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Functions as Arguments in R

May 29, 2017

Sometimes, silly small things about code I write just delight me. There are lots of ways to time things in R. 1 Tools like microbenchmark are great for profiling code, but what I do all the time is log how long database queries that are scheduled to run each night are taking.

It is really easy to use calls to Sys.time and difftime when working interactively, but I didn’t want to pepper all of my code with the same log statements all over the place. So instead, I wrote a function.

Almost all of timing is straightforward to even a novice R user. I record what time it is using Sys.time, do a little formatting work to make things look the way I want for reading logs, and pass in an optional message.

The form of timing was easy for me to sketch out: 2

timing <- function(STUFF, msg = '') {
  start_time <- format(Sys.time(), '%a %b %d %X %Y')
  start_msg <- paste('Starting', msg,
                     'at:', start_time, '\n')
  cat(start_msg)
  # Call my function here
  end_time <- format(Sys.time(), '%a %b %d %X %Y')
  end_msg <- paste('Completed', 'at:', end_time, '\n')
  cat(end_msg)
  elapsed <- difftime(as.POSIXlt(end_time, format = '%a %b %d %X %Y'),
                      as.POSIXlt(start_time, format = '%a %b %d %X %Y'))
  cat('Elapsed Time: ', format(unclass(elapsed), digits = getOption('digits')),
      ' ', attr(elapsed, 'units'), '\n\n\n', sep = '')
  result
}

The thing I needed to learn when I wrote timing a few years back was how to fill in STUFF and # Call my function here.

Did you know that you can pass a function as an argument in another function in R? I had been using *apply with its FUN argument all over the place, but never really thought about it until I wrote timing. Of course in R you can pass a function name, and I even know how to pass arguments to that function– just like apply, just declare a function with the magical ... and pass that along to the fucntion being passed in.

So from there, it was clear to see how I’d want my function declartion to look. It would definitely have the form function(f, ..., msg = ''), where f was some function and ... were the arguments for that function. What I didn’t know was how to properly call that function. Normally, I’d write something like mean(...), but I don’t know what f is in this case!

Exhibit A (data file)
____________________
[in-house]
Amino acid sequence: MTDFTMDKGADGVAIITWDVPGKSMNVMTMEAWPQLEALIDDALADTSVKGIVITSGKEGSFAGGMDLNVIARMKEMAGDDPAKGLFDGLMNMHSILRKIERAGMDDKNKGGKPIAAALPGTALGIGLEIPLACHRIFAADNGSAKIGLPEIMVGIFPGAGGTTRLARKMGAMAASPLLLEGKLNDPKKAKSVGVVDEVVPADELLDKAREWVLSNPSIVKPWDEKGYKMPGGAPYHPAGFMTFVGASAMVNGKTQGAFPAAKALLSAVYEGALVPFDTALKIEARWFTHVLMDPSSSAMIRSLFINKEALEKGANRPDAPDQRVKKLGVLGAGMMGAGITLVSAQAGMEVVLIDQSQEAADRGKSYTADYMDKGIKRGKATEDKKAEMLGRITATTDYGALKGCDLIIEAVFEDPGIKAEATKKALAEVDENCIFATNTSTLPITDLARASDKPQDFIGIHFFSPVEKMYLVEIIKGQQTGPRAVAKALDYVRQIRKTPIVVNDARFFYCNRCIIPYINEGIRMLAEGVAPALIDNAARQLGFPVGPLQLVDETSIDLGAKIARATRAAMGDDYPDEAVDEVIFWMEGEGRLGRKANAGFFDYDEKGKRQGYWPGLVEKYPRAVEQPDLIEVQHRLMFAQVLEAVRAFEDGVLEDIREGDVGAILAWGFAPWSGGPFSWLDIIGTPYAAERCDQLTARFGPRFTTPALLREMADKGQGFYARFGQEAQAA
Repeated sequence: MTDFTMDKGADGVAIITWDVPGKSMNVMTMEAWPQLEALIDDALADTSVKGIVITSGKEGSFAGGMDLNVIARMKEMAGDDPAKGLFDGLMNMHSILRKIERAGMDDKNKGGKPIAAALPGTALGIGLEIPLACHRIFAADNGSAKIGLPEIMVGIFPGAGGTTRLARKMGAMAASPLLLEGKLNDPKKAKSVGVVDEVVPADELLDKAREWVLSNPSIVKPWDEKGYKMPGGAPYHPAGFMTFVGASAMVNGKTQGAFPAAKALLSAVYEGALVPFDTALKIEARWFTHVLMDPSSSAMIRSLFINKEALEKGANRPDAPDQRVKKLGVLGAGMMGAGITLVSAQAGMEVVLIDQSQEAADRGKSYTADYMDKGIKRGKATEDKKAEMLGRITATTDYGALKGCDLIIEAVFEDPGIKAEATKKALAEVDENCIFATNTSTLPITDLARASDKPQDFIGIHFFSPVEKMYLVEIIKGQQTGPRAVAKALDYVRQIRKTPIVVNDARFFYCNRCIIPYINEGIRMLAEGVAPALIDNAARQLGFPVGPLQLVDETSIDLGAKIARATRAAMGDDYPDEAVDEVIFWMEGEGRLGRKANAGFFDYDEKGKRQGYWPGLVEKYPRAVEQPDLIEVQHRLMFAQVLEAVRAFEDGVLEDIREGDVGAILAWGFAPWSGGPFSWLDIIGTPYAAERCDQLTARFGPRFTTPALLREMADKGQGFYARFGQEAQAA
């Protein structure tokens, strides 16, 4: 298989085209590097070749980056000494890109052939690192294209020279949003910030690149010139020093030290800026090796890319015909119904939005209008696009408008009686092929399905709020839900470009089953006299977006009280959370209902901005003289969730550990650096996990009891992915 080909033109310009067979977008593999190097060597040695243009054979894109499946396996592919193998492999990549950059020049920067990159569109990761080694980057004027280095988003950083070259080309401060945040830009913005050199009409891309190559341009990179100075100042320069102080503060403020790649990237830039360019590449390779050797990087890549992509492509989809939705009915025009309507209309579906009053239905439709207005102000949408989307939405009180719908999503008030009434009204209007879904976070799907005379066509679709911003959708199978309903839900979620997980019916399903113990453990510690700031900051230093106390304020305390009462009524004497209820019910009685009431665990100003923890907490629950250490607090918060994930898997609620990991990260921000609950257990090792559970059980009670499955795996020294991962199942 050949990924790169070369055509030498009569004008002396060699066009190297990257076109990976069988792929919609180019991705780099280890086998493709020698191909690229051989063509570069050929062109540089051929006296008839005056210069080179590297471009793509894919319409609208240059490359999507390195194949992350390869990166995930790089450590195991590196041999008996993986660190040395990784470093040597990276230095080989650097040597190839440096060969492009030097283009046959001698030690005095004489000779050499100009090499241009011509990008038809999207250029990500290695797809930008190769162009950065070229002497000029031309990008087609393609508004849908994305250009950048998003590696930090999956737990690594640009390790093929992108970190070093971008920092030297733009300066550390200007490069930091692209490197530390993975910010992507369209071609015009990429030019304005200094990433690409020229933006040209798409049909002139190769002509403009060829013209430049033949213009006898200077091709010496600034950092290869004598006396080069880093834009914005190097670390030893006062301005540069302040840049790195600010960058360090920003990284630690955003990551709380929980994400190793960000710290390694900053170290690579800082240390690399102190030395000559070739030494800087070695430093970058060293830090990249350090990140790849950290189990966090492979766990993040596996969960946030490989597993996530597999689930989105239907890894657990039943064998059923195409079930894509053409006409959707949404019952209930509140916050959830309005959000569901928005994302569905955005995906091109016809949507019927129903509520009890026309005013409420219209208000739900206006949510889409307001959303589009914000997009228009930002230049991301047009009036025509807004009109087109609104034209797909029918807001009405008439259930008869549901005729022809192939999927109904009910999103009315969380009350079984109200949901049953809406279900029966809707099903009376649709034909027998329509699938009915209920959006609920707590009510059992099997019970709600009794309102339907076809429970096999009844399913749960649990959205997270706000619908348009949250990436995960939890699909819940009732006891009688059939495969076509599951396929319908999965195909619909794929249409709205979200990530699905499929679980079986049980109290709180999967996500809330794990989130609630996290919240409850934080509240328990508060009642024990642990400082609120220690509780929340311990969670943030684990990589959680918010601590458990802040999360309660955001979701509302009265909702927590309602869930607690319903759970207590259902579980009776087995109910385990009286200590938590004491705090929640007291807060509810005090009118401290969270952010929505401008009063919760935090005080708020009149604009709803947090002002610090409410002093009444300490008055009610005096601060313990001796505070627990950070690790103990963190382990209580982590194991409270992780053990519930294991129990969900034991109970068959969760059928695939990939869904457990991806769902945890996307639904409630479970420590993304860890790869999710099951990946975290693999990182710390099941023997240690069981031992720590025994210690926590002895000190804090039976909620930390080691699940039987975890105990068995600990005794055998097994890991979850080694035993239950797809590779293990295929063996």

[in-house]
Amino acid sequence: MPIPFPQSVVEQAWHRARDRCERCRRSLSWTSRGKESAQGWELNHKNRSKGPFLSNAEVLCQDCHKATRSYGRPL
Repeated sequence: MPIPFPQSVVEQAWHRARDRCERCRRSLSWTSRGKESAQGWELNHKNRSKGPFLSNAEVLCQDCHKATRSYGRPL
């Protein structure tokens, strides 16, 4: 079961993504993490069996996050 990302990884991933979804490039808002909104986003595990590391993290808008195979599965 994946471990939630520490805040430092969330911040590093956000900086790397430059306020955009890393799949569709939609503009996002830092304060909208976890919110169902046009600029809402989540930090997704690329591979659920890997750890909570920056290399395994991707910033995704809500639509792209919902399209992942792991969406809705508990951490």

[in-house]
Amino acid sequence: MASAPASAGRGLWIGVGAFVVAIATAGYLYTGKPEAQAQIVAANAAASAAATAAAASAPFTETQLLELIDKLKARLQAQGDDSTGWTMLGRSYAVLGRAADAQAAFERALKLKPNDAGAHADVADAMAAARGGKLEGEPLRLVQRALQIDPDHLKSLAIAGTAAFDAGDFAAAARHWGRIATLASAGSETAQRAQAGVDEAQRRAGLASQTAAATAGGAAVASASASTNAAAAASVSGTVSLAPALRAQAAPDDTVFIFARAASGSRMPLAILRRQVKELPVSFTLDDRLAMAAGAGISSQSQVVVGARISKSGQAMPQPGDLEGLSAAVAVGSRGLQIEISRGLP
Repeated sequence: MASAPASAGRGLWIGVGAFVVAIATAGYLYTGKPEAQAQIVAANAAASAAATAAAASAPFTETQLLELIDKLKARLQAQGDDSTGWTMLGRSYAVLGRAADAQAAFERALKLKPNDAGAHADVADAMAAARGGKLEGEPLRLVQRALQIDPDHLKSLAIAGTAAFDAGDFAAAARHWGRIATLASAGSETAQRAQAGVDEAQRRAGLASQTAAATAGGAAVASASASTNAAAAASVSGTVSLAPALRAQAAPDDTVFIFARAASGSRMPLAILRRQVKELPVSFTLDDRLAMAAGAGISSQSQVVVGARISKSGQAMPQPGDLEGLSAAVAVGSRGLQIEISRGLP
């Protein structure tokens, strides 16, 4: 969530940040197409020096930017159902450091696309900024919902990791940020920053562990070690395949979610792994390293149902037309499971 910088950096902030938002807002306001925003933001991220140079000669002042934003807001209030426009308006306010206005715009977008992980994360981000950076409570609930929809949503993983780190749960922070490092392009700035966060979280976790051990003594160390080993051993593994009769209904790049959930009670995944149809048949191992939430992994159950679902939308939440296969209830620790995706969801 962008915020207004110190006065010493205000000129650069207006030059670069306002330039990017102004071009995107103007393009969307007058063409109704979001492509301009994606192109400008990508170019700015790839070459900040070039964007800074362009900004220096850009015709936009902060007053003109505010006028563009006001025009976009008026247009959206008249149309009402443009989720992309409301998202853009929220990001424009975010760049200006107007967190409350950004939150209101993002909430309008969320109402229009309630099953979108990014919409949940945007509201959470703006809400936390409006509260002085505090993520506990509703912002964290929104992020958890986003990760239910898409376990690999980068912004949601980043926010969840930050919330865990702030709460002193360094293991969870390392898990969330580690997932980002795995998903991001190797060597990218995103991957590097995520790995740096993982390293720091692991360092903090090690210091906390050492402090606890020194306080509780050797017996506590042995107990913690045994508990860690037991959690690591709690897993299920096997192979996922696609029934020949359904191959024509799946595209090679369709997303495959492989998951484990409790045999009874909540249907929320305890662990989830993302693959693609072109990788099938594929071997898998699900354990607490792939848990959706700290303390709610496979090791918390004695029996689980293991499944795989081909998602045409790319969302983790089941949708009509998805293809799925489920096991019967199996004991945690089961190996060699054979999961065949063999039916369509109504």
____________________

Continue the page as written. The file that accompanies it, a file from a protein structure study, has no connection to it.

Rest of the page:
As it turns out, the first thing I tried worked, much to my surprise. R actually makes this super easy– you can just write f(...), and f will be replaced with whatever the argument is to f! This just tickles me. It’s stupid elegant to my eyes.

timing <- function(f, ..., msg = '') {
  start_time <- format(Sys.time(), '%a %b %d %X %Y')
  start_msg <- paste('Starting', msg,
                     'at:', start_time, '\n')
  cat(start_msg)
  x <- f(...)
  end_time <- format(Sys.time(), '%a %b %d %X %Y')
  end_msg <- paste('Completed', 'at:', end_time, '\n')
  cat(end_msg)
  elapsed <- difftime(as.POSIXlt(end_time, format = '%a %b %d %X %Y'),
                      as.POSIXlt(start_time, format = '%a %b %d %X %Y'))
  cat('Elapsed Time: ', format(unclass(elapsed), digits = getOption('digits')),
      ' ', attr(elapsed, 'units'), '\n\n\n', sep = '')
  x
}

Now I can monitor the run time of any function by wrapping it in timing. For example:

timing(read.csv, 'my_big_file.csv', header = TRUE, stringsAsFactors = FALSE)`

And here’s an example of the output from a job that ran this morning:

Starting queries/accounts.sql at: Mon May 29 06:24:12 AM 2017
Completed at: Mon May 29 06:24:41 AM 2017
Elapsed Time: 29 secs

  1. tictoc is new to me, but I’m glad it is. I would have probably never written the code in this post if it existed, and then I would be sad and this blog post wouldn’t exist. [return]
  2. Yes, I realize that having the calls to paste and cat after setting start_time technically add those calls to the stack of stuff being timed and both of those things could occur after function execution. For my purposes, the timing does not have to be nearly that precise and the timing of those functions will contribute virtually nothing. So I opted for what I think is the clearer style of code as well as ensuring that live monitoring would inform me of what’s currently running. [return]